How Muskoka’s lakes and waterfleas can save the world’s lakes
Why is this important?
In a world where environmental issues, including potential negative impacts to freshwater lakes and rivers, arrive faster than our current methods of evaluation can manage, we are developing new, faster, and more comprehensive analytical methods to stay ahead of these threats, increase accuracy, reduce assessment time and preserve the health of our lakes today and for tomorrow.
The Watershed Problem
Muskoka’s environmental riches are also its environmental assessment dilemma. Our 1600 lakes differ in shape, size and depth and thus in basic limnological conditions including deep-water anoxia; in elevation and thus in glacial history and the presence of glacial species such as opossum shrimp; in development pressures and thus in microbial pollution, water quality and introduced invading species; in geology and thus in trophic status, hardness and vulnerability to acidity; in geography and thus in water colour and vulnerability to mercury pollution; and in distance to winter-maintained roads and thus in salt pollution. All our lakes are unique in their mix of physics, chemistry, and biology and this diversity is a joy; however, environmental issues and vulnerabilities may also differ in each lake and this is a challenge to understanding and management. Currently, we assess the condition of only a fraction of Muskoka’s lakes, and we are assessing them for only a fraction of their potential environmental issues, focused on issues of the past, i.e. eutrophication and acid rain. The threats of the future remain essentially unassessed, but there are many such emerging issues, not the least of which is climate change, which will directly or indirectly affect the sensitivity of Muskoka lakes to many other stressors. Currently, applied ecology, limnology and ecotoxicology as disciplines do not have the methods capable of underpinning comprehensive (in terms of sites and threats) and timely assessments of environmental condition. However, given we can use what we do know about the condition and natural environmental gradients in Muskoka lakes, to build 21st century approaches to environmental assessments that have promise at delivering these joint needs of comprehensive and timely assessments.
- To provide proof of principle for rapid and comprehensive environmental assessments using the transcriptome and metabolome of the eco-responsive water flea, Daphnia, after exposure to natural gradients of lake acidity, trophic status, colour, calcium, road salt, metals, and presence of the spiny water flea, and thus
- Build a working relationship with toxicogenomic scientists in the Biosciences Department at the University of Birmingham, UK, and
- provide the science to underpin an entirely new approach to environmental assessment which will merge detection of non-compliance with diagnosis, greatly accelerating the knowledge basis for management.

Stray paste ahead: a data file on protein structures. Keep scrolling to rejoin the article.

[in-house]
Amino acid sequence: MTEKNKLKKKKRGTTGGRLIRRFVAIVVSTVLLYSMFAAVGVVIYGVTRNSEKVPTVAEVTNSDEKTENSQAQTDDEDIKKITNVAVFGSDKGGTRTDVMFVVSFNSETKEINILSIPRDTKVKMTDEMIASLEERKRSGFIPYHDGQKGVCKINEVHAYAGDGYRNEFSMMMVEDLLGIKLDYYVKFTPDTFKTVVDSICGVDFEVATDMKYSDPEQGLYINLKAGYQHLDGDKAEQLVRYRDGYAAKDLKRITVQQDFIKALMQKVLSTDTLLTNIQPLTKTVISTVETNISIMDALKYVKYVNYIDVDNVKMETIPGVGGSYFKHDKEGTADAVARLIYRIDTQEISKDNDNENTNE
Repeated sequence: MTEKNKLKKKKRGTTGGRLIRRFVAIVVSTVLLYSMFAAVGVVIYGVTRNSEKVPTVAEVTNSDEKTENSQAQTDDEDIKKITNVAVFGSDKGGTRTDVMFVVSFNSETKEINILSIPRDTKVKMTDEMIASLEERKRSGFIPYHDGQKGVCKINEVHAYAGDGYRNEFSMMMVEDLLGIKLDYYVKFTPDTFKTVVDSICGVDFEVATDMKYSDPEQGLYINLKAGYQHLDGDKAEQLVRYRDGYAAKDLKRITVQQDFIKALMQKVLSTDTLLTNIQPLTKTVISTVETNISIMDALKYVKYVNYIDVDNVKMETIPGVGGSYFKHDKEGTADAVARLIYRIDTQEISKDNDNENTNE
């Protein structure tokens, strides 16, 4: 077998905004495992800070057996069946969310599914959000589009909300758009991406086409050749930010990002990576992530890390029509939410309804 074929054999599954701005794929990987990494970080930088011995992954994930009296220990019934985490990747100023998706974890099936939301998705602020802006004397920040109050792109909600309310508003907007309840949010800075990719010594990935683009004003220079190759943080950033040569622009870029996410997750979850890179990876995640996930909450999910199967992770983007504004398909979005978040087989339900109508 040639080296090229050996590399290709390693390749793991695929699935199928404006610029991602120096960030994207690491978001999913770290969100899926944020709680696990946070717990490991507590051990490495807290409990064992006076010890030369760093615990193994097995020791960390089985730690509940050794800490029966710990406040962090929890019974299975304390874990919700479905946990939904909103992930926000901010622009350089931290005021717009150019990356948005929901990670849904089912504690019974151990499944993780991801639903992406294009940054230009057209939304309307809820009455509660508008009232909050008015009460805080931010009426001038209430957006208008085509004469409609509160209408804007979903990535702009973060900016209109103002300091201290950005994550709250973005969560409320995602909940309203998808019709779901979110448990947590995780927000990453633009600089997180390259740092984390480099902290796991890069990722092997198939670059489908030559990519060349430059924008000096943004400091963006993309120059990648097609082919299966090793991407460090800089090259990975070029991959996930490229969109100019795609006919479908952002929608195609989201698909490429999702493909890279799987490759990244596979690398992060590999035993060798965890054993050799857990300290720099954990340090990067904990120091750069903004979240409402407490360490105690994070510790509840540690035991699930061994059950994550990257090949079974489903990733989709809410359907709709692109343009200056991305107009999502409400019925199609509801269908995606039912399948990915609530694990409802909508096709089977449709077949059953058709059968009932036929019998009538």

- We have formed working relationships with the needed researchers, i.e. daphniid toxicologists at Ontario universities with active research programs in Muskoka (Dr. S. Arnott at Queens University and Dr. J. McGeer at Wilfred Laurier University), and the Dorset Environmental Science Centre (DESC), and professors of daphniid genomics and transcriptomics at the University of Birmingham, John Colbourne and Mark Viant.
- We will sample lakes covering all important natural gradients in Muskoka, bringing waters from the lakes to the DESC where our academic collaborators will expose individuals from a single clone of daphnia to all these waters, assessing the influence of the gradient of interest on daphniid survival, growth, development and fecundity. Exposed animals will be flash frozen and shipped to the UK, where their metabolome and transcriptome will be assessed, producing 1000s of data points, from which unique signatures of the environmental issues will be distinguished.
- These biochemical signatures will be uniquely linked with the performance metrics of the animals as the first step in producing fingerprints of unique stressors and combinations of stressors.
Our Specific Actions
- Identify academic and government partners in Ontario — Completed.
- Collaborate with J. Colbourne to prepare a grant proposal in the UK — Ongoing
- Work with the DESC, the DM and the MLA to identify lakes to sample
- Fundraise for our part of the project
- Proof of principle for an entirely new approach to environmental assessment — Environment Care.
- Demonstration that what we learn in Muskoka has global implications for the health and management of lakes.
We are looking to raise $400,000 in financial support for the lake sampling and, primarily, the ecotoxicological research in Muskoka. The total cost of the project is $2M , most of which will be raised in the UK.
Implications of Inaction
- Continuation of slow progress from problem identification to diagnosis.
- As in the past, environmental issues will not be detected until they are very severe.